XP analysts (NASDAQ: XP) reduced the maximum price estimate for the sale of six Petrobras refineries (SA: PETR4) by U$ 5.7 billion, when reviewing their calculations after the Landulpho Alves Refinery (Rlam), was sold for less than market expectations.
In the new calculation, which considers some risks related to fuel prices for future refinery owners, XP estimates that the Rnest, Repar, Refap, Regap, Reman and Lubnor refineries are worth between U$ 3.5 billion and U$ 4.8 billion, compared to a previous forecast of U$ 7.9 billion to U$ 10.5 billion, pointed out a report published on Monday.
These values do not include Rlam, which is considered the main and most valuable asset for sale, in addition to SIX (shale industrialization unit, in Paraná).
The factors that weighed in the review, according to the bank, were the risk of investing in emerging countries, risks related to the freedom to practice fuel prices in the country and the time in operation at Petrobras refineries, five of which were built between 1957 and 1977.
According to XP, investors can attribute a higher risk premium considering that the maintenance of domestic fuel prices in line with international values is a very recent phenomenon in Brazil, started in 2016.
“Our readers will certainly remember that the practice of a price policy aligned with international references of oil and foreign exchange prices did not occur without its mishaps, as observed both in the Truckers’ Strike of May 2018, as in the recent events of February of 2021 that culminated in the replacement of Mr. Roberto Castello Branco as CEO of Petrobras “, said XP.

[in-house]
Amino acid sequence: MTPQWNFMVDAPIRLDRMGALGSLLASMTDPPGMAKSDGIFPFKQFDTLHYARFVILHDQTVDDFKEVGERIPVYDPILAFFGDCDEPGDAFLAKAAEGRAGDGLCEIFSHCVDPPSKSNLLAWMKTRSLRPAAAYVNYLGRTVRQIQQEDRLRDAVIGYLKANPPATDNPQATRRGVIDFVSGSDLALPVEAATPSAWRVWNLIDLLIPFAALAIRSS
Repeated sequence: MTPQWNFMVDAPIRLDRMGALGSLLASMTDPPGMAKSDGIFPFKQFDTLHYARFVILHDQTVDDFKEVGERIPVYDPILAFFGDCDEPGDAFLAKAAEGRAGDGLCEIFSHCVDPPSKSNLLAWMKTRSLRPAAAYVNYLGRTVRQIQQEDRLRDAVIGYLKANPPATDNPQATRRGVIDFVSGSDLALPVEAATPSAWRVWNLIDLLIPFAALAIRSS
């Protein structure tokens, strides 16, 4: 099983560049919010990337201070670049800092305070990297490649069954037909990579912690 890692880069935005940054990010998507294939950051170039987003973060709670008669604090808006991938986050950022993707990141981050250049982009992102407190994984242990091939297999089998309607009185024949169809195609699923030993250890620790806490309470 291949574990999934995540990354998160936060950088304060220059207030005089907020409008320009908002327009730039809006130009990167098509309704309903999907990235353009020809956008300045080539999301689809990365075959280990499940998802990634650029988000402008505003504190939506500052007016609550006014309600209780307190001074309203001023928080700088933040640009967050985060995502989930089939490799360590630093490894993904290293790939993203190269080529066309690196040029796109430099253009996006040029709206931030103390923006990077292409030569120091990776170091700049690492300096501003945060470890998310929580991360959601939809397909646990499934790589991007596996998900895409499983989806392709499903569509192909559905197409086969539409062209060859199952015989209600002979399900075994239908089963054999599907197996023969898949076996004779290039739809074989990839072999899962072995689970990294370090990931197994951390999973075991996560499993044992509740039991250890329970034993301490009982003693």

Based on the new assumptions, XP also estimated values between U$ 1.58 billion and U$ 2.13 billion for Rlam (the oldest Petrobras refinery, opened in 1950) – the final value of the Petrobras sale operation for the Mubadala was U$ 1.65 billion, closer to the bottom of the range.
In the previous forecast, XP saw Rlam’s price ranging between U$ 3.6 and U$ 4.7 billion.
Petrobras has pledged to sell eight of its refineries, which represent half of Brazil’s refining capacity, as part of a plan by the federal government to break the monopoly in the sector. In addition, the company currently seeks to focus its efforts on the pre-salt, giving up assets in other segments.
The oil company’s board approved the sale of Rlam, the first refinery to have a closed deal, on February 8.
The sale value of Rlam is now undergoing an analysis by the Federal Audit Court (TCU), which will decide this week whether there will be a need to suspend the operation, as reported by Minister Walton Alencar Rodrigues during a plenary session on Wednesday of the week last.
The minister pointed out that the state company itself had estimated the value of Rlam at U$ 3.04 billion.